The Square and Bournemouth Parks in Bournemouth Town Centre – John Lawrence

It has had to cut funding for the city’s popular Air Festival, among other things. A new tourist tax is being considered to plug the financial gap. From September, visitors could have to pay £2 a night to stay.

And yet there is optimism in the air. Last year Bournemouth got its first five-star hotel, The Nici, bringing Miami vibes (but not the weather) to West Cliff. The Ivy is set to open a restaurant in the old New Look in another sign of confidence in the town.

Meanwhile, the former Debenhams department store – a large red-brick building in Bournemouth Square – is undergoing a £10m renovation into a mixed-use venue called Bobby & Co, with shops, offices, co-working spaces and – coming soon – cocktail bar The Botanist.

“Bournemouth is a bit sad at the moment,” admits Hattie Dyas, marketing manager at Bobby & Co, as he shows me around. “But I think that will change soon.”

Hattie DyasHattie Dyas

Resident Hattie Dyas admits the place is ‘a bit sad’ at the moment – John Lawrence

South Coast Makers’ Market, located in nearby The Avenue shopping centre, is also trying to redefine the shopping street, with local artisans selling clothes, art and other wares in the old JD Sports.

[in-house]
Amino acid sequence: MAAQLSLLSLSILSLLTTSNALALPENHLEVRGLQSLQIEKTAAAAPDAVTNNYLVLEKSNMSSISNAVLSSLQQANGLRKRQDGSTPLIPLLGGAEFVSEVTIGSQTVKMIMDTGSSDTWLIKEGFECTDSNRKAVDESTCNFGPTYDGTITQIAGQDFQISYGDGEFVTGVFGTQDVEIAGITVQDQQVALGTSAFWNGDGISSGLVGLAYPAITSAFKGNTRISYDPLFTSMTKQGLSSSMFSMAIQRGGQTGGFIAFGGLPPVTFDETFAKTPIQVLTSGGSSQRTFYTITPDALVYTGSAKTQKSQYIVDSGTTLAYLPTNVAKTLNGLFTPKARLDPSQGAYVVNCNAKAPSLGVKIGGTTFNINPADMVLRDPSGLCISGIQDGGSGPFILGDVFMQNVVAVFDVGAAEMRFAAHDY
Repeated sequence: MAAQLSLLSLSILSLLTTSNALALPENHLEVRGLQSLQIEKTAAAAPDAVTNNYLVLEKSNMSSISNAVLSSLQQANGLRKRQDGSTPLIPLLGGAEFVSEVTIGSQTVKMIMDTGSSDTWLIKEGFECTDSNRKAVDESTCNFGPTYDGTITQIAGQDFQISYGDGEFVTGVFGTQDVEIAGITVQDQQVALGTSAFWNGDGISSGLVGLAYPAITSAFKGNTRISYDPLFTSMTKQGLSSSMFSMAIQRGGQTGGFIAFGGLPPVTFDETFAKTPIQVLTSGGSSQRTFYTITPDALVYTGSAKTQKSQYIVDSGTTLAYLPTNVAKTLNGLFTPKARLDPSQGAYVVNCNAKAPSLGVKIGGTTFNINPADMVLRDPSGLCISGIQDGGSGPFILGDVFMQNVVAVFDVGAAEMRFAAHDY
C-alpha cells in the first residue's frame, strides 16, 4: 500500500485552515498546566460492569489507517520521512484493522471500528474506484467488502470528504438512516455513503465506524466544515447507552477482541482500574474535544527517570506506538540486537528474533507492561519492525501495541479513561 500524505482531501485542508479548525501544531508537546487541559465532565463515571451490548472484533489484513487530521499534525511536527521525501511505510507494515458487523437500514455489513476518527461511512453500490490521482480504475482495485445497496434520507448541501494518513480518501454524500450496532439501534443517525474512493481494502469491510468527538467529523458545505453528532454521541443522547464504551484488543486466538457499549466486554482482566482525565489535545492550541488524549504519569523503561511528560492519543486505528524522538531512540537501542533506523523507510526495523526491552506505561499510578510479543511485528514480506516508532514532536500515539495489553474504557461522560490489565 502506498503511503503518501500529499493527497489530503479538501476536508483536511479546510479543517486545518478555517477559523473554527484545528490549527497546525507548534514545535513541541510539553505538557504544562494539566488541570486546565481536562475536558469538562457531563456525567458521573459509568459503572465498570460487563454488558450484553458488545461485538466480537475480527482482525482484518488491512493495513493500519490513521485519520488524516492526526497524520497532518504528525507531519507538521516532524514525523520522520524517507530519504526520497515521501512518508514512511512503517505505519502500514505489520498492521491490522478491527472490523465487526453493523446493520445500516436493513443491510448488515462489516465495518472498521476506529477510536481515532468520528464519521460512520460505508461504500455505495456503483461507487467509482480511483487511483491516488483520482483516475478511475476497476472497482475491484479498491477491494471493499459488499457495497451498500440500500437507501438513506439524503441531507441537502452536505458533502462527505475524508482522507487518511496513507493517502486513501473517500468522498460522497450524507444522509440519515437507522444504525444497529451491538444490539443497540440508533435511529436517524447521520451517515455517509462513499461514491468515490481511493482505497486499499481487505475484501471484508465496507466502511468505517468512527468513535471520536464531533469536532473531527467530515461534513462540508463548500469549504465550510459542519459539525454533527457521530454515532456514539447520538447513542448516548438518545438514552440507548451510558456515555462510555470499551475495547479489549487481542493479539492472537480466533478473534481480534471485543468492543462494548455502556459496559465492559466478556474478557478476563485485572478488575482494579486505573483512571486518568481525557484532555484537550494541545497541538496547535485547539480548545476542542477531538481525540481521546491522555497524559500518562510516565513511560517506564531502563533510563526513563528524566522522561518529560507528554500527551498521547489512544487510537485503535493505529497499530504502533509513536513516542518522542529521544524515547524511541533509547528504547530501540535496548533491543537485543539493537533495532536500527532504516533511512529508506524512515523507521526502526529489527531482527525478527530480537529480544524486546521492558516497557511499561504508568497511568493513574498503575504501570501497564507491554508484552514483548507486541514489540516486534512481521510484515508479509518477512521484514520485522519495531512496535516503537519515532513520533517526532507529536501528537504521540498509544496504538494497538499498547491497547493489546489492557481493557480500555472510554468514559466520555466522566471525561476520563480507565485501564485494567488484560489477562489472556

“People come in and are excited to see something that’s not mass-produced in China,” Emma Fairthorne, the manager, tells me. “It sounds hippy, but they can feel the love that’s gone into it. I think it’s going to be up to the independent retailers to breathe new life into the high street.”

That’s certainly the case in Southbourne, where independent shops, bars and restaurants create a lively atmosphere in the seaside suburb.

What’s not to like?

When you run the gauntlet of themed bars, chain restaurants and big box retailers in the city centre, you can’t help but feel like the city has sold its soul. There’s no localism, not even a proper pub. For that, you have to walk up Poole Hill to the reassuringly traditional Goat & Tricycle.

New developments are often insensitive to the city’s Georgian and Victorian aesthetics. White elephants abound, not least the ill-fated Boscombe surf reef, which should have transformed the city into a surfers’ paradise but instead turned it into a laughing stock.

Another architectural disaster that my colleagues at Echo were concerned with was the Waterfront project. This monumentally ugly cinema complex replaced the Victorian bathhouses on the seafront and partially blocked the view of the sea.

In 2005, the building was voted the most hated building in England, and was finally demolished eight years later.

Do this

Flutist Mik Parsons plays Mozart’s Andante in C major as I enter the Russell-Coates Art Gallery and Museum. “We’re the last bit of culture in the city,” says Eliza Robinson, the gallery’s development officer, as she shows me around. And it feels that way.

Travel writer Gavin Haines at the Russell-Coates Art Gallery and MuseumTravel writer Gavin Haines at the Russell-Coates Art Gallery and Museum

Haines says the Russell-Coates Art Gallery and Museum feels like ‘the last bit of culture’ in the city – John Lawrence

You won’t find anything like this anywhere else in Bournemouth.